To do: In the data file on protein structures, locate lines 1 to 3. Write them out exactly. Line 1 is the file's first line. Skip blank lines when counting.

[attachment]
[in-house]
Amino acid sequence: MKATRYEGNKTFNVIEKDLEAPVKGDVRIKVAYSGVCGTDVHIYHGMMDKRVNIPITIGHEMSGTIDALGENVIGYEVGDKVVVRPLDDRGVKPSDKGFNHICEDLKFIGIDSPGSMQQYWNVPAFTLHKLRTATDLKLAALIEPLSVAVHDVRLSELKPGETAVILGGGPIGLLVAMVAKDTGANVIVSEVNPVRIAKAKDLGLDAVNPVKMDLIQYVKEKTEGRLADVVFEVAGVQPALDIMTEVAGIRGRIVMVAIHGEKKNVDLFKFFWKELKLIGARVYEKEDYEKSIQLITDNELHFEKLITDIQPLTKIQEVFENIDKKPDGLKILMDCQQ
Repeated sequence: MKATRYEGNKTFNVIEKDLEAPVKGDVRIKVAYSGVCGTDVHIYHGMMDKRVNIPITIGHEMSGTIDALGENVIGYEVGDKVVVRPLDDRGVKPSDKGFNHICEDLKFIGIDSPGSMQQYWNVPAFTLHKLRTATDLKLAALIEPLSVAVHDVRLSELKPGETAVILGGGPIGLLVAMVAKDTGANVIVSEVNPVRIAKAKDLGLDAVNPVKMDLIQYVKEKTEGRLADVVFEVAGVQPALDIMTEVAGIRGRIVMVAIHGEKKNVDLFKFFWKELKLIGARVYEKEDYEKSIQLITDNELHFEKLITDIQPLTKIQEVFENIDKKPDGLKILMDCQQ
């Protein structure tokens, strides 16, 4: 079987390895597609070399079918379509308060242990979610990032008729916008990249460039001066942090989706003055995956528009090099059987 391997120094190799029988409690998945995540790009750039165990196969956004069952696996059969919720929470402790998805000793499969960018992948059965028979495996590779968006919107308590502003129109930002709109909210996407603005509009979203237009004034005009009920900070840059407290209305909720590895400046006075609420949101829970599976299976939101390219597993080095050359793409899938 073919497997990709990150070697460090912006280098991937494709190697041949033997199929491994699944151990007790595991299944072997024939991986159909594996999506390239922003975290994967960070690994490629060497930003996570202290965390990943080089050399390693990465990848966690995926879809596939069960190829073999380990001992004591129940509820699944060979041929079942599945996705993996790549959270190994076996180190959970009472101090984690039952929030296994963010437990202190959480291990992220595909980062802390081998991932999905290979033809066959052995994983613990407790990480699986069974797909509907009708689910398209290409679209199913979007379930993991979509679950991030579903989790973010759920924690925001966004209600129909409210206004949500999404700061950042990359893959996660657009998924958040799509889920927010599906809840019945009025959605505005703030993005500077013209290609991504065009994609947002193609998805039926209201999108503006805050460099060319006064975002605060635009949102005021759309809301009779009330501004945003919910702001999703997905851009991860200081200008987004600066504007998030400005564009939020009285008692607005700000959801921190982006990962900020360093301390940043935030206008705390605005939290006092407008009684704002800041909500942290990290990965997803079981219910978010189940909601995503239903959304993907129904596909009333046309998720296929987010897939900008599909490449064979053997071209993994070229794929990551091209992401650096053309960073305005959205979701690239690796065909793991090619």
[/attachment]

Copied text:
[in-house]
Amino acid sequence: MKATRYEGNKTFNVIEKDLEAPVKGDVRIKVAYSGVCGTDVHIYHGMMDKRVNIPITIGHEMSGTIDALGENVIGYEVGDKVVVRPLDDRGVKPSDKGFNHICEDLKFIGIDSPGSMQQYWNVPAFTLHKLRTATDLKLAALIEPLSVAVHDVRLSELKPGETAVILGGGPIGLLVAMVAKDTGANVIVSEVNPVRIAKAKDLGLDAVNPVKMDLIQYVKEKTEGRLADVVFEVAGVQPALDIMTEVAGIRGRIVMVAIHGEKKNVDLFKFFWKELKLIGARVYEKEDYEKSIQLITDNELHFEKLITDIQPLTKIQEVFENIDKKPDGLKILMDCQQ
Repeated sequence: MKATRYEGNKTFNVIEKDLEAPVKGDVRIKVAYSGVCGTDVHIYHGMMDKRVNIPITIGHEMSGTIDALGENVIGYEVGDKVVVRPLDDRGVKPSDKGFNHICEDLKFIGIDSPGSMQQYWNVPAFTLHKLRTATDLKLAALIEPLSVAVHDVRLSELKPGETAVILGGGPIGLLVAMVAKDTGANVIVSEVNPVRIAKAKDLGLDAVNPVKMDLIQYVKEKTEGRLADVVFEVAGVQPALDIMTEVAGIRGRIVMVAIHGEKKNVDLFKFFWKELKLIGARVYEKEDYEKSIQLITDNELHFEKLITDIQPLTKIQEVFENIDKKPDGLKILMDCQQ